The Other Side of the Storm


© Annija Veldre

Alise Egan’s scarlet gown fluttered behind her like a great cape as she faced the maelstrom. When she’d first seen the painting in Keyne Harlan’s private collection, she recognized herself immediately, even though she had never met the anonymous artist. But she assumed that whatever the woman was confronting was an ocean wave. Now she knew that the plasma field was the conduit between her world and another.

Long, slender legs walked forward with surprising confidence as her blonde hair, like her dress, billowed behind her, blown backward by an unseen discharge from the phenomenon just three meters in front of her. One moment, she had been admiring her billionaire benefactor’s painting and listening to him recite the legend and the curse attached to the artwork, and the next, the mystic tale had come to life, and she was inside living it.

“I’m here, Alise.” The familiar voice echoed out of the swirling energy ripples.


She had only been two when her mother died of cancer, and five when her father, physicist Daniel Charles Egan had vanished during the first experimental trial of what he called the “quantum drive,” meant to be mankind’s key to interstellar travel. Everyone assumed that the explosion vaporized him along with seventeen other scientists and technicians, which also left behind a 300 meter crater as his only legacy.

Dr. Egan’s eccentric employer, entrepreneur and philanthropist Keyne Harlan took in the orphan, adopted her, provided the child with everything she ever needed, that is, except love.

Days after she graduated from MIT, following in her father’s footsteps, he called her to his Malibu estate to show her his latest acquisition, purchased under mysterious and most likely illegal circumstances. He had still been reciting from the text that came with the painting, uttering a strange and archaic language with surprising fluency when it happened, the endless sand and the vast sapphire effervescence confronting her.

“Yes. I’m here. Come to me.”

“Where are you?”

“The other side. It’s fantastic…indescribable.”

It couldn’t be him, but what if…?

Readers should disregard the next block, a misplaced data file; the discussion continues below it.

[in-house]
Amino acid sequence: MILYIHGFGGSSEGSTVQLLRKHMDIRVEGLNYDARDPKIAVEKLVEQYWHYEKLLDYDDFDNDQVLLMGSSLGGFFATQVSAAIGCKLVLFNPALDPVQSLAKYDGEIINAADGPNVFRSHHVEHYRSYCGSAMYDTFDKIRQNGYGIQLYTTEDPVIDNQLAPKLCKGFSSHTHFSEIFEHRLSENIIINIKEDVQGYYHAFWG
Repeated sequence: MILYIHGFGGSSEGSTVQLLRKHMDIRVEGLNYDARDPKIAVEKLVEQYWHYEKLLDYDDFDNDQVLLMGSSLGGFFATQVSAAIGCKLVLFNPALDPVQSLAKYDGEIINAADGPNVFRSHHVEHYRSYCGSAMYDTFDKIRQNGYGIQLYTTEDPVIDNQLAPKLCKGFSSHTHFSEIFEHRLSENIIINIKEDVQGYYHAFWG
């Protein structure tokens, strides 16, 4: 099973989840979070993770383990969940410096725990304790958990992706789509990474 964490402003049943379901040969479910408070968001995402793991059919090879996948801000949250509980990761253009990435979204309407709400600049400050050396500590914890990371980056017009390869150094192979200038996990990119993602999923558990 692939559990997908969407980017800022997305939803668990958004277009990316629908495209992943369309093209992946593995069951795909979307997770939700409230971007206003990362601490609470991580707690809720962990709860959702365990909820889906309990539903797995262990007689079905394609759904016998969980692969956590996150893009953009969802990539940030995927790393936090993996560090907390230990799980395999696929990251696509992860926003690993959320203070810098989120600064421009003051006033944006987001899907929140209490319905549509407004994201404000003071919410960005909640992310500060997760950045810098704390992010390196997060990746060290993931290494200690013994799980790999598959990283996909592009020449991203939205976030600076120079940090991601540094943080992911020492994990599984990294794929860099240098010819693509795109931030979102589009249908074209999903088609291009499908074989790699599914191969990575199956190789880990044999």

She reached out with a tentative hand, her fingers greeted by sparks crawling up her hand, her arm, then surrounding her.

“Wait! No! Keyne, get me out of…”

Then Alise felt her hand gripped by another as the turbulent vortex surrounded and engulfed her. His face took shape first, then the rest of him, just as she remembered her Daddy from childhood. He wasn’t alone.

“I’m alive, Alise. We’re all alive. The experiment leads to another reality.”

“But Daddy, you’re dead.”

“That’s what I thought, too.”

“But how?”

“I don’t know. Our physical laws don’t apply here. There’s no difference between science and magic.”

“Magic. The painting. You know about it?”

“I know everything. Some people are able to sense the barrier between one world and the next. I was able to send a message.”

“A message?”

“The painting. I need your help, we all do.”


“Oh my baby.” The woman’s voice came from just behind Daniel. “My little Alise is all grown up.”

The young woman’s eyes went wide as she materialized beside her Daddy.

“Mommy!” She leaped forward and embraced the woman, a child’s memories of her abruptly reignited.

The three of them stood hugging at the center of chaos, and when Alise opened her eyes again, she saw other figures, a few, then a few hundred, then men, women, children without counting.

“Mommy. Daddy. Who are they?”

“They are like us, darling.” Her Mommy kissed her cheek.

“We all need your help, Alise. We need to come back to the world.” Daniel squeezed her hand.

“But you’re dead. You’re all dead. Daddy, you can’t mean…”

At first, his face was just as she remembered it, but now it was changing, not a real face anymore, not a person.

“No. You’re not my Daddy and Mommy.” She tried to pull back but they held her fast, and the others were getting closer to the threshold.

“We needed someone from your world to be the bridge. It’s too late. The fool Harlan played right into our hands, well, if we had hands, but we really have to thank you’re father, dear. His experiment reached into our realm making us aware of yours. His thoughts and memories belong to us. Now, your world will become ours.”

They were pushing her backward toward the edge of the field, toward the real world, hundreds, thousands, tens of thousands, all there were, whatever they might be, and they were just seconds from invasion.

“Physical laws don’t apply here. There’s no difference between science and magic,” she muttered, repeating the words she’d heard before. Then Alise pushed back hard and they stumbled. She pushed again and the hundreds nearest her scattered. Her crimson gown swirled around her like a cape in a hurricane, and be they aliens, spirits, or demons, she pushed back with all the force of her imagination to resist them, and then to triumph over the millions.

And that was just the beginning.

I wrote this for Photo Challenge #229 hosted at Mindlovemisery’s Menagerie. The idea is to use the image above as a prompt to craft a poem, short story, or other creative work.

The painting looks less like an ocean wave and more like some exotic energy field. With that in mind, I thought of a reason for a woman to be standing there. The red cape made me think of Superman, so I decided to have Alise do something heroic.

10 thoughts on “The Other Side of the Storm

  1. The wave reminds me of a moment in Hawaii when I briefly visited a low-traffic beach (noone else was there). It’s a beautiful picture with great colors.


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